Hundley's 2011 stats, extrapolated out to 162 games: .288/.347/.477/17/57. Before you get too excited, realize that (A) This is obviously a terrible way to do a projection, and (B) He was helped by a pretty lucky .362 BABIP. If you want to get excited again, though, here's another fact: He was owned in just 15.3% of ESPN mixed leagues to end the year. This guy is on nobody's radar. Now he's on yours.
15. Jonathan Lucroy
While his fantasy numbers didn't look great in the latter part of 2011, here's one encouraging stat: In September his BB/K was 0.69, by far his best month and well above his season average of 0.30. A deeper look is in order, but it's possible that he started to figure major league pitching out as the season went along.
16. Geovany Soto
Geovany Soto will do two things for you: hit double digit home runs and strike out a lot. He's not exactly Mark Reynolds, but Soto is as close to a three true outcomes type hitter you'll find in the catcher pool. One other thing he'll do: he'll either hit around .280 or .210. I don't buy into predicting a player's season based on year-to-year fluctuations - Prince Fielder being good every other year, for example - but if that's your game, Soto is due for a solid season at the plate.
17. Salvador Perez
Perez impressed in a small sample size after his August call-up, hitting .331/.361(Where are the walks, buddy?)/.473. The BABIP was high (.362), but was supported by a 29.2 LD rate. That's not sustainable, but it's nice to know that he knows how to hit the ball on a rope. I get the sense that people are more willing to believe in him based on the pedigree of the Kansas City Royals farm system. We want to make sure to evaluate him on an individual basis. Until I see more, I'm reluctant to rank him much higher than this, but he could have some helium with a nice spring.
18. Russell Martin
Martin is a free agent this winter, but he would be wise to re-up with the Yankees (and vice versa). The starting job is his, and he is unlikely to be threatened by the presence of Jesus Montero. He hit well at Yankee Stadium in 2011, though it would be a mistake to characterize him as merely a product of the short right porch, as he also hit 10 dingers on the road. Just about anybody will have value in the Yankee lineup, and Martin is no exception.
19. Devin Mesoraco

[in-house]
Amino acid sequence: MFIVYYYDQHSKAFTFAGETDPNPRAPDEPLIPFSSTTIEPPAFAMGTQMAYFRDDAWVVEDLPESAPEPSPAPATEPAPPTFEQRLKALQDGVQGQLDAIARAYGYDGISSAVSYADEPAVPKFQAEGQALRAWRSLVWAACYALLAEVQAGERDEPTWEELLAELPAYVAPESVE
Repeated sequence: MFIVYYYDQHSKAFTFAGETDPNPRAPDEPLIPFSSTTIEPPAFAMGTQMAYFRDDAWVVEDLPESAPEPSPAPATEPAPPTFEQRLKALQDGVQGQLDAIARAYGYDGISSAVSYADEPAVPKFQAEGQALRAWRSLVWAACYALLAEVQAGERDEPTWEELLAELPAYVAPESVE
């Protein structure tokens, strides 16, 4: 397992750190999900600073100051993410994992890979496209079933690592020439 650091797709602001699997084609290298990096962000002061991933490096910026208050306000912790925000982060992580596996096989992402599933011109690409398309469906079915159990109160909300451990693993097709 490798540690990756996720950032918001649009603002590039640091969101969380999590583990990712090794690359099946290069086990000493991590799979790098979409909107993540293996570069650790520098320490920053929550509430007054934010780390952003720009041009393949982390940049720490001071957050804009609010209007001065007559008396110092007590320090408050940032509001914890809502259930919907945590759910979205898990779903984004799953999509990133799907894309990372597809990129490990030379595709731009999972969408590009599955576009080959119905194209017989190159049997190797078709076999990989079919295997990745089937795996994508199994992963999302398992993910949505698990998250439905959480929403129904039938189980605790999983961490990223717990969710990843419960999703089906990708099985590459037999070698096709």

Mesoraco's playing time is sort of up in the air at this point. Ramon Hernandez is arbitration-eligible, and it would make sense if the Reds let him walk...except that he's likely to be a Type A free agent, and Cincinnati won't get the compensatory pick unless they offer him arbitration. It's a gamble - will Hernandez actually test the free agency waters, or would he be content staying in familiar surroundings with a fringe contender for guaranteed money? Okay, so let's assume he decides he can get more money on the open market. That means Mesoraco is the unquestioned #1, right? Well, no. Ryan Hanigan, who by all accounts handles the Reds pitching staff well (and by the way, he had a decent season at the dish as well) signed an extension last spring that keeps him in town through 2013. Add in the fact that Mesoraco's service clock hasn't started yet, and uncertain starts to become a pretty weak descriptor for the situation. Still, I've listed him here because if the stars do line up just right, Devin is a middle of the order bat, as he proved in (very brief) flashes in September.
20. Chris Iannetta
Iannetta is best used in a fantasy platoon, as his numbers at home are predictably much better than his numbers on the road, and he's always preferred to hit lefties. If you can afford to use him in this way, you can count on a little bit of power. Of course, if he's moved this offseason to make room for Wilin Rosario (though at this point in the offseason, that seems unlikely), his value takes quite a hit.
JUST MISSED (by request)
Lavarnway is not a good defensive catcher, according to scouting reports, and that puts him in good company with platoon mate Jarrod Saltalamacchia (Yips!). Something to watch this winter is what sort of philosophy the new Red Sox GM will take towards backstops: if s/he's looking for a strong signal-caller rather than a masher at the plate, free agency will likely provide an answer. Looking at the situation as it stands today, Lavarnway could see some PAs as a DH if David Ortiz walks, though whether the organization is willing to let a rookie step into that spot remains to be seen. Lavarnway's brief stint in the majors at the end of 2011 was not encouraging, though small sample size is an obvious retort. Still, he'll need to show that he can hit right-handed pitching before he breaks out of platoon purgatory. He's got pop, so if you buy into him winning the job outright, he makes a great sleeper pick.